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  • Writer's pictureSarah Nantel


I’m a thirty-something mom of two little boys and I live a three and a half hour plane ride from the nearest family. Starting a family was something that both my husband and I really wanted. I knew it was going to be tough, being without grandparents to help but I didn’t care, I wanted babies. I would stay at home and raise them, like my mom did, and he would go to work everyday to provide for us. The plan was in place. And after three pregnancies and the birth of two beautiful boys, our family was complete.

And I was happy. I loved (and still do!) being home and being a mother. It’s the hardest and most rewarding “job” there is in life. But what maybe I wasn’t so prepared for was how mentally and physically exhausted I would be some days. A cup or two of coffee in my favorite mug from The Top Knot Boutique and a glass of wine were things I looked forward to every single day.

After awhile, something started creeping in: resentment. I would watch my husband every morning: wake up well rested, get dressed up in a nice suit, take his travel mug of hot coffee and head with purpose to the office. He’d come home at 6:00 (or later) every night telling me of the nice lunch he’d had at a restaurant downtown or the beer he’d shared after work. All the adult things he got to partake in. Then there was me: feeling like if I had to deal with one more tantrum, change one more diaper, do one more load of laundry, or empty the dishwasher one more time, I was going to go outside onto the front porch and scream.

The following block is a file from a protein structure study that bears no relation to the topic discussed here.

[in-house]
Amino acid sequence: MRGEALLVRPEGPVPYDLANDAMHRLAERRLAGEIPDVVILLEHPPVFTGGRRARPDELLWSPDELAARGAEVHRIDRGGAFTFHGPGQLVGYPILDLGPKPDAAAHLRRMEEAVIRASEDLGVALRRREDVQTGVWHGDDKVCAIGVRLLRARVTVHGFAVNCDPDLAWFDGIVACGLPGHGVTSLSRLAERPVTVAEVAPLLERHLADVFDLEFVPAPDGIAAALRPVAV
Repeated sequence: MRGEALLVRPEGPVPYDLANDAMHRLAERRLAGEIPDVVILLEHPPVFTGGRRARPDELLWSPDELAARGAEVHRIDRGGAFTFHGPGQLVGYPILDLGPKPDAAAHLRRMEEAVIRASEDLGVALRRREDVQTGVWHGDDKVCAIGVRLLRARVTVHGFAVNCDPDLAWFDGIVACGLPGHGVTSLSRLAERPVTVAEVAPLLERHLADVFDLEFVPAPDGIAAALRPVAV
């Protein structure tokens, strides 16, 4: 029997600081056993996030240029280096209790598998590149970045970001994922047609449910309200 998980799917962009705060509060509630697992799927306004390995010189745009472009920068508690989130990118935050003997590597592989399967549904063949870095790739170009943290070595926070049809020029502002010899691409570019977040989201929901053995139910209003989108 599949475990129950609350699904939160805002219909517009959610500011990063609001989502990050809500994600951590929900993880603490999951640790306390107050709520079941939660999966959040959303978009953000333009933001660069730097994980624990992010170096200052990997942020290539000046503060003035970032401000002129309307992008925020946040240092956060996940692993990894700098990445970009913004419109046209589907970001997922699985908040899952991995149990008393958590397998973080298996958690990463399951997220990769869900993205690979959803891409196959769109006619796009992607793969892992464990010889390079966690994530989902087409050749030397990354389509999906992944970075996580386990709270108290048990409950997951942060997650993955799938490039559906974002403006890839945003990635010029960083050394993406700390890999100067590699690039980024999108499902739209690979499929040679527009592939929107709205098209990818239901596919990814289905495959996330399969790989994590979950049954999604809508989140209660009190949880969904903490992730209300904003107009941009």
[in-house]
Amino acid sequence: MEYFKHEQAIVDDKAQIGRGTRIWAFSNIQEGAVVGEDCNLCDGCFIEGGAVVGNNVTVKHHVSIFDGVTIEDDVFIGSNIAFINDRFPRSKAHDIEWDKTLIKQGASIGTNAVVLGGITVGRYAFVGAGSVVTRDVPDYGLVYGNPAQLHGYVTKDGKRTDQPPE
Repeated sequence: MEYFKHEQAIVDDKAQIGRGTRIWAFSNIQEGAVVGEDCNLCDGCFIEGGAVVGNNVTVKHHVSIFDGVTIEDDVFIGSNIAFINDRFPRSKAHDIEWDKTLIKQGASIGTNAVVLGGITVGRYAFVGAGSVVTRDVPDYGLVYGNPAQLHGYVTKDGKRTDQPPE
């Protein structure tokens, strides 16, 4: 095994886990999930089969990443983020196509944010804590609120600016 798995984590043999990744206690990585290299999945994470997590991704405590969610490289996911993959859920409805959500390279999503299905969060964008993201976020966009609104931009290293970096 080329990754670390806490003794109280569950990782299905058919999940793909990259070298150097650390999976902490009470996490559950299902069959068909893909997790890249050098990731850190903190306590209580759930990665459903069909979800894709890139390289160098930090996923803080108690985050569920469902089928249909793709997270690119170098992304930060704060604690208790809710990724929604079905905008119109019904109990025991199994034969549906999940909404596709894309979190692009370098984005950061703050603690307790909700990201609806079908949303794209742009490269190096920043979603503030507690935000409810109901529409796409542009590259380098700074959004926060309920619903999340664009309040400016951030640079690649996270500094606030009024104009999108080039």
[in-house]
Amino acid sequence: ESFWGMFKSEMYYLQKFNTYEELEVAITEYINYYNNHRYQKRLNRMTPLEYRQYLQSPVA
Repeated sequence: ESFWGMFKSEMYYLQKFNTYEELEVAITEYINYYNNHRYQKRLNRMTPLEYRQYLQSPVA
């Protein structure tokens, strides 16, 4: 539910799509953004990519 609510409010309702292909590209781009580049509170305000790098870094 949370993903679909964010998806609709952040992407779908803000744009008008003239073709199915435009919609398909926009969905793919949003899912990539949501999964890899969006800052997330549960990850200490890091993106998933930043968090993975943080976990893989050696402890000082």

So then came the guilt. Why was I resenting him? I was so lucky to have two beautiful, healthy boys. We had the freedom for me to be able to stay home and spend such quality time with our kids. I should be thankful. Don’t get me wrong, I LOVE my children. I absolutely cherish my time with them and they are the best thing that has ever happened to me. So why wasn’t I feeling completely fulfilled? I was having severe mom guilt. I was feeling like my entire identity had become “mommy” and I was having a bit of longing for the old me. Who was I anymore?

So after four years of being a stay-at-home mother, I decided I was going to return to my career as a teacher, part-time. Even with some anxiety, I was ready. It wasn’t about the money, it was about my sanity. I wanted to get up, do my hair, put my makeup on, pull out my beautiful clothes, put on my high heels and walk out the door. I longed for adult conversation and a different space. I also wanted my kids to have a bit of socialization and separation from me. As much anxiety that I had to leave them in the care of someone else, I had to have trust that they would be okay.

So how has going back to work changed me? I feel I have so much more patience with my kids, I’m not as short with them as I used to be. I cherish our time together even more than before. My boys love being at their dayhome, playing with their little buddies all day and doing crafts. They are learning to respect and listen to another adult in their life, instead of my hubby and I. It’s also made me a better teacher. I feel refreshed every time I start a new day, whether it be at home or at school. I’ve had a break on my days off from work or mommying and I feel refreshed. It’s the best of both worlds. There are some days when I’m rushing around trying to get two kids, dressed and fed and out the door by 7:30am, thinking: why am I doing this again? But it’s worth it. I’m a better mother, a better person for it. I look forward to each day. And best of all, I let go of the guilt and my resentment is gone.

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